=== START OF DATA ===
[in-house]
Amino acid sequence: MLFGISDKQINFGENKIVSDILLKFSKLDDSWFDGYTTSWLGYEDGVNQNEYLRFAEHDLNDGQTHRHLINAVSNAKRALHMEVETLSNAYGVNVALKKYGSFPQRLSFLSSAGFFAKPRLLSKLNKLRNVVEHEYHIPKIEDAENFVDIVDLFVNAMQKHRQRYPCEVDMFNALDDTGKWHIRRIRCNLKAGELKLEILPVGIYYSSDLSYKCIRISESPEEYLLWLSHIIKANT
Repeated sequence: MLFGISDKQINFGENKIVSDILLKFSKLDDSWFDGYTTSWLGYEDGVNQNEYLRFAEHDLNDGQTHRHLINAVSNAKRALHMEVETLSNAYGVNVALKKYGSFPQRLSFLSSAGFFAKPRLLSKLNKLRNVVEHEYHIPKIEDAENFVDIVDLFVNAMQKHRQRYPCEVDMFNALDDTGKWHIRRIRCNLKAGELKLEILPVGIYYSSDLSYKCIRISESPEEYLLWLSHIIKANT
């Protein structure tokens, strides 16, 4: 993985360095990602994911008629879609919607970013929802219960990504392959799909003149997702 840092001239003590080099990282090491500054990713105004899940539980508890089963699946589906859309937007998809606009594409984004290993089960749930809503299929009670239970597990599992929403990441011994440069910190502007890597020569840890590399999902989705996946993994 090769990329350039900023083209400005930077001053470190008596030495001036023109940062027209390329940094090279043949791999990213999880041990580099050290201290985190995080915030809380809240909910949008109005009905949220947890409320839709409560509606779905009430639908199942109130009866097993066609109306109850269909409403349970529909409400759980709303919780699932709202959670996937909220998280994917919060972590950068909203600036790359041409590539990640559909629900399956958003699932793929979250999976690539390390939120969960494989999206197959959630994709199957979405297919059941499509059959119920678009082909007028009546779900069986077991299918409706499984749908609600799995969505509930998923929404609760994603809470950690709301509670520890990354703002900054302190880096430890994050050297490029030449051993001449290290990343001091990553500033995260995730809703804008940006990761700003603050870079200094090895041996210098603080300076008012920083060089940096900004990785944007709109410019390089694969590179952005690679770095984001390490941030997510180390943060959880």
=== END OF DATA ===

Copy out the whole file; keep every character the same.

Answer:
[in-house]
Amino acid sequence: MLFGISDKQINFGENKIVSDILLKFSKLDDSWFDGYTTSWLGYEDGVNQNEYLRFAEHDLNDGQTHRHLINAVSNAKRALHMEVETLSNAYGVNVALKKYGSFPQRLSFLSSAGFFAKPRLLSKLNKLRNVVEHEYHIPKIEDAENFVDIVDLFVNAMQKHRQRYPCEVDMFNALDDTGKWHIRRIRCNLKAGELKLEILPVGIYYSSDLSYKCIRISESPEEYLLWLSHIIKANT
Repeated sequence: MLFGISDKQINFGENKIVSDILLKFSKLDDSWFDGYTTSWLGYEDGVNQNEYLRFAEHDLNDGQTHRHLINAVSNAKRALHMEVETLSNAYGVNVALKKYGSFPQRLSFLSSAGFFAKPRLLSKLNKLRNVVEHEYHIPKIEDAENFVDIVDLFVNAMQKHRQRYPCEVDMFNALDDTGKWHIRRIRCNLKAGELKLEILPVGIYYSSDLSYKCIRISESPEEYLLWLSHIIKANT
């Protein structure tokens, strides 16, 4: 993985360095990602994911008629879609919607970013929802219960990504392959799909003149997702 840092001239003590080099990282090491500054990713105004899940539980508890089963699946589906859309937007998809606009594409984004290993089960749930809503299929009670239970597990599992929403990441011994440069910190502007890597020569840890590399999902989705996946993994 090769990329350039900023083209400005930077001053470190008596030495001036023109940062027209390329940094090279043949791999990213999880041990580099050290201290985190995080915030809380809240909910949008109005009905949220947890409320839709409560509606779905009430639908199942109130009866097993066609109306109850269909409403349970529909409400759980709303919780699932709202959670996937909220998280994917919060972590950068909203600036790359041409590539990640559909629900399956958003699932793929979250999976690539390390939120969960494989999206197959959630994709199957979405297919059941499509059959119920678009082909007028009546779900069986077991299918409706499984749908609600799995969505509930998923929404609760994603809470950690709301509670520890990354703002900054302190880096430890994050050297490029030449051993001449290290990343001091990553500033995260995730809703804008940006990761700003603050870079200094090895041996210098603080300076008012920083060089940096900004990785944007709109410019390089694969590179952005690679770095984001390490941030997510180390943060959880």